Forensic psychology draws from what fields in psychology?
Cognitive - intellectual processes Perception - face recognition Social - Stanford experiment Clinical - criminal profiling, personality disorders Personality - some people are more at risk of offences Developmental - do children eyewitnesses attitudes towards justice change over time?
When can questioning of the child occur? (2 ways)
Pretrial (investigative interviews) by psychologist, counselor or barrister During Court appearance (cross examination)
Discuss issues with the Mr Bubbles case in NSW 1988.
Simple allegation by "problem" mother Group Abuse alleged Police encouraged parents to question their children Inexperienced Interviewers Inappropriate questioning techniques Increasingly bizarre allegations Case thrown out Something MAY have happened to 1 or 2 children
What are 6 inappropriate questioning techniques?
1. Positive Consequences 2. Negative Consequences 3. Co-witness Information 4. Invite Speculation 5. Introduce Information 6. Suggestive Questions
Positive Consequences Interview Technique
Praise & rewards for statements that meet interviewers expectations "If you make a statement, Billy, you're being a good boy"
Negative Consequences Interview Technique
Express disapproval of answers Repeat questions until desired answer given
Co-witness Information Technique
"Others have told us..." Social pressure to conform
Invite Speculation Technique
Often on bizarre allegations "Where do you think he would have touched her?"
Introduce Information Questioning Technique
Often on bizarre allegations Can become internalised
Suggestive Questions Technique
"He hurt you, didn't he?
Stereotype Induction Technique
Inducing a belief about a person They will be more likely to agree that the person has offended "We know X does bad things; We can help put him in jail"
Yes/No Questions Technique
Tend to imply that you should agree
Option-Posing Questions Technique
"Were you in the living room or the bedroom?"
Why are these questioning techniques inappropriate for children?
Play on the childrens limited cognitions Childrens problem solving and and understanding of the world is limited Children are easily suggestible Memory weakness is a vulnerability
How does childrens limited social/emotional development interfere with their testimony?
Suggestibility: acquiesce to authority Individual differences in self-esteem/confidence (may not stand up to an adult) Irrational fears - giving evidence about someone may have consequences Pressure from parents/coaching
What do children misunderstand about the legal system?
Need to prove their OWN innocence If they don't say the right thing, they might go to jail The role of the witness
How is cognitive and social-emotional development interlinked?
Dealing with emotions such as fear & shyness can interfere with cognitive processes (memory, working out what the question is) Social cognition - "Why is this person asking me all these questions?"
Why is the court a child-unfriendly place?
Intimidating, unfamiliar context Purpose of the court may not be clear Legal jargon Confrontational tone Face-to-face with accused Need to repeat distressing/embarrassing evidence No support for child in distress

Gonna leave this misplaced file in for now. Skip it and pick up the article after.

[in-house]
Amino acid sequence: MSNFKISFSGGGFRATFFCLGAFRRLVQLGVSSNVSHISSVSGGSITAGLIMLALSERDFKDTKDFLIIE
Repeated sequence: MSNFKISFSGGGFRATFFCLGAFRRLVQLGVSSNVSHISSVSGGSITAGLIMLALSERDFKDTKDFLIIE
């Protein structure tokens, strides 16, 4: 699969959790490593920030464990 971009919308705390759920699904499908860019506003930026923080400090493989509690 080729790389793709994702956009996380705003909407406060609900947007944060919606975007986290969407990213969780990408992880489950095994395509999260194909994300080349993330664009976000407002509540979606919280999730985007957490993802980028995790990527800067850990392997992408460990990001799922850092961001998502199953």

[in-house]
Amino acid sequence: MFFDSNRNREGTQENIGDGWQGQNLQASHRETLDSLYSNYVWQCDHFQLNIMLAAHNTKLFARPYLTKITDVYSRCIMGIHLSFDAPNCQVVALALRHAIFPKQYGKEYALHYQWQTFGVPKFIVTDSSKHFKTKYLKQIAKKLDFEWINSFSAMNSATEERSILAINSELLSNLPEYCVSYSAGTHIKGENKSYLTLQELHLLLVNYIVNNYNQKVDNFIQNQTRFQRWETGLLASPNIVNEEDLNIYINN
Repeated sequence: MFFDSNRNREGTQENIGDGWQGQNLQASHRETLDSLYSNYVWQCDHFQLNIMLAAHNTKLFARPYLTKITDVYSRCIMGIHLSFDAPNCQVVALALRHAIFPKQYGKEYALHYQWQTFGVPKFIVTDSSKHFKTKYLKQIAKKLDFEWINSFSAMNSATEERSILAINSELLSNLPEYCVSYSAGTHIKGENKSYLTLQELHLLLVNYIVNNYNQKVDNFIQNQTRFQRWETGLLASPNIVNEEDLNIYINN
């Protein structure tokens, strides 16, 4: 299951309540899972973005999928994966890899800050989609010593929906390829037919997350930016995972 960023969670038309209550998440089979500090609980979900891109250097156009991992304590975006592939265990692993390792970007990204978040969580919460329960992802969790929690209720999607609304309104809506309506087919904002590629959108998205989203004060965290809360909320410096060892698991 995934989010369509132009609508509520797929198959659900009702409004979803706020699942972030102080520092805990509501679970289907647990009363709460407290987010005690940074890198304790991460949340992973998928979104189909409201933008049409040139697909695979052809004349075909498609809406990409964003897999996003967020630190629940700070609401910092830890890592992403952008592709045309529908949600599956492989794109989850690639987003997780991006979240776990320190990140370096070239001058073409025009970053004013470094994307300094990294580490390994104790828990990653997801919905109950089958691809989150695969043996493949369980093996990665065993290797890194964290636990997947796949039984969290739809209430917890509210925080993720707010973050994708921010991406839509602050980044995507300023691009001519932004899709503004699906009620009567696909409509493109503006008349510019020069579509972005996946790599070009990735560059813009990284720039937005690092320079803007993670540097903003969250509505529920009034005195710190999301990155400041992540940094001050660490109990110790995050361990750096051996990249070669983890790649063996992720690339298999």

How can we protect & help children while also protecting the rights of the accused?
Reduce delays in proceedings Preparation for court appearances Child friendly spaces around court Appear by video-link Pretrial recordings of interviews Training personnel to use appropriate language
What 2 types of memory are there?
Passive - watching a movie and recounting it a week later Deliberate - studying for a test
What are children's language limitations?
Receptive language - not being able to understand the questions asked Vocab - unfamiliar words important to the case Grammar - can't understand passive voice (children acquire these language skills later) Embedded clauses or phrases
How can this embedded question be improved? "When the man who visited your house knocked on the door what did he say?"
1. "I want to ask you about the man who visited your house." 2. "When he knocked on the door, what did he say?"
What are common language limitations for interviewers?
1. Rapid switching of topic (need to announce new topic) 2. Long and complex sentences 3. Multiple questions with no opportunity to reply 4. Unclear references ("when did THAT happen?", "Were THEY there?") Need to be clear and explicit!
What is comprehension monitoring? If someone asks a child a question, and they don't know what it means. Need to:
Identify the Problem (can be tricky) Select appropriate strategy - admit they dont understand, ask question to be repeated Social Emotional Skills - when a question is asked, a child feels expected to answer
In Saywitz's (1995) study, how did he train children to monitor and report lack of comprehension?
Trained to signal lack of comprehension (asked them silly questions) Train to stand up to adults
What 3 conditions (groups) were used in Saywitz' study?
1. No intervention 2. Simple Instruction ("tell me if you don't understand") 3. Comprehension Monitoring Strategy Training
How did the training in Saywitz's study affect the children?
Indicated lack of comprehension Asked for rephrasing
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Chapter 11: Interviewing children and memories of sexual abuse